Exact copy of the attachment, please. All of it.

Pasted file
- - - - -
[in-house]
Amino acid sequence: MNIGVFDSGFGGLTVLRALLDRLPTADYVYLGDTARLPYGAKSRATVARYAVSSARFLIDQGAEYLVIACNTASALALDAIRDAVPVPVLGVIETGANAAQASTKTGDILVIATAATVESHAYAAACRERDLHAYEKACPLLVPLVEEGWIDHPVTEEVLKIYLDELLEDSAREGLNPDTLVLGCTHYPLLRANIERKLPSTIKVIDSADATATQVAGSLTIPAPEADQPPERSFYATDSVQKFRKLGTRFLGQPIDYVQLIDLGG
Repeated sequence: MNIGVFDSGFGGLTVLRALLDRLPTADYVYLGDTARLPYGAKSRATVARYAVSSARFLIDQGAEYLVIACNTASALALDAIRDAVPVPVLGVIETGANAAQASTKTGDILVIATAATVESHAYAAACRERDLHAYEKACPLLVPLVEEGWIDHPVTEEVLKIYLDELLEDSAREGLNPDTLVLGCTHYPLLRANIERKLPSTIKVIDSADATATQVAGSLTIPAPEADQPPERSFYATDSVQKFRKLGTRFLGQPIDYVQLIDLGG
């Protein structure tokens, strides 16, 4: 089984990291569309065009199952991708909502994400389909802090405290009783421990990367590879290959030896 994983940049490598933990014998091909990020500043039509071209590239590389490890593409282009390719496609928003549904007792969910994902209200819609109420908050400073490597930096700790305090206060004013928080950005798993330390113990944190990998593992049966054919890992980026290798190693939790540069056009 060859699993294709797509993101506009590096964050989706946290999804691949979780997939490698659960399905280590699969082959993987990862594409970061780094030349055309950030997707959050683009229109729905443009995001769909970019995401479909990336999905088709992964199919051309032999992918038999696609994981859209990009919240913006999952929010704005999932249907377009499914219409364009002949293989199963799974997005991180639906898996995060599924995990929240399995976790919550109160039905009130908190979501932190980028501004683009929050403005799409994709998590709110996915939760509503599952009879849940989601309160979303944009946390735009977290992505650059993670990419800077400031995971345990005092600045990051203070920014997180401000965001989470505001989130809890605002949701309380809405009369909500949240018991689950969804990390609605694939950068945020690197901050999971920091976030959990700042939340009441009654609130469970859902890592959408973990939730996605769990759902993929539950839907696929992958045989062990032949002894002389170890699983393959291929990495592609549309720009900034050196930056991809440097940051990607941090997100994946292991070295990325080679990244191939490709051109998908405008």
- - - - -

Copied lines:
[in-house]
Amino acid sequence: MNIGVFDSGFGGLTVLRALLDRLPTADYVYLGDTARLPYGAKSRATVARYAVSSARFLIDQGAEYLVIACNTASALALDAIRDAVPVPVLGVIETGANAAQASTKTGDILVIATAATVESHAYAAACRERDLHAYEKACPLLVPLVEEGWIDHPVTEEVLKIYLDELLEDSAREGLNPDTLVLGCTHYPLLRANIERKLPSTIKVIDSADATATQVAGSLTIPAPEADQPPERSFYATDSVQKFRKLGTRFLGQPIDYVQLIDLGG
Repeated sequence: MNIGVFDSGFGGLTVLRALLDRLPTADYVYLGDTARLPYGAKSRATVARYAVSSARFLIDQGAEYLVIACNTASALALDAIRDAVPVPVLGVIETGANAAQASTKTGDILVIATAATVESHAYAAACRERDLHAYEKACPLLVPLVEEGWIDHPVTEEVLKIYLDELLEDSAREGLNPDTLVLGCTHYPLLRANIERKLPSTIKVIDSADATATQVAGSLTIPAPEADQPPERSFYATDSVQKFRKLGTRFLGQPIDYVQLIDLGG
């Protein structure tokens, strides 16, 4: 089984990291569309065009199952991708909502994400389909802090405290009783421990990367590879290959030896 994983940049490598933990014998091909990020500043039509071209590239590389490890593409282009390719496609928003549904007792969910994902209200819609109420908050400073490597930096700790305090206060004013928080950005798993330390113990944190990998593992049966054919890992980026290798190693939790540069056009 060859699993294709797509993101506009590096964050989706946290999804691949979780997939490698659960399905280590699969082959993987990862594409970061780094030349055309950030997707959050683009229109729905443009995001769909970019995401479909990336999905088709992964199919051309032999992918038999696609994981859209990009919240913006999952929010704005999932249907377009499914219409364009002949293989199963799974997005991180639906898996995060599924995990929240399995976790919550109160039905009130908190979501932190980028501004683009929050403005799409994709998590709110996915939760509503599952009879849940989601309160979303944009946390735009977290992505650059993670990419800077400031995971345990005092600045990051203070920014997180401000965001989470505001989130809890605002949701309380809405009369909500949240018991689950969804990390609605694939950068945020690197901050999971920091976030959990700042939340009441009654609130469970859902890592959408973990939730996605769990759902993929539950839907696929992958045989062990032949002894002389170890699983393959291929990495592609549309720009900034050196930056991809440097940051990607941090997100994946292991070295990325080679990244191939490709051109998908405008």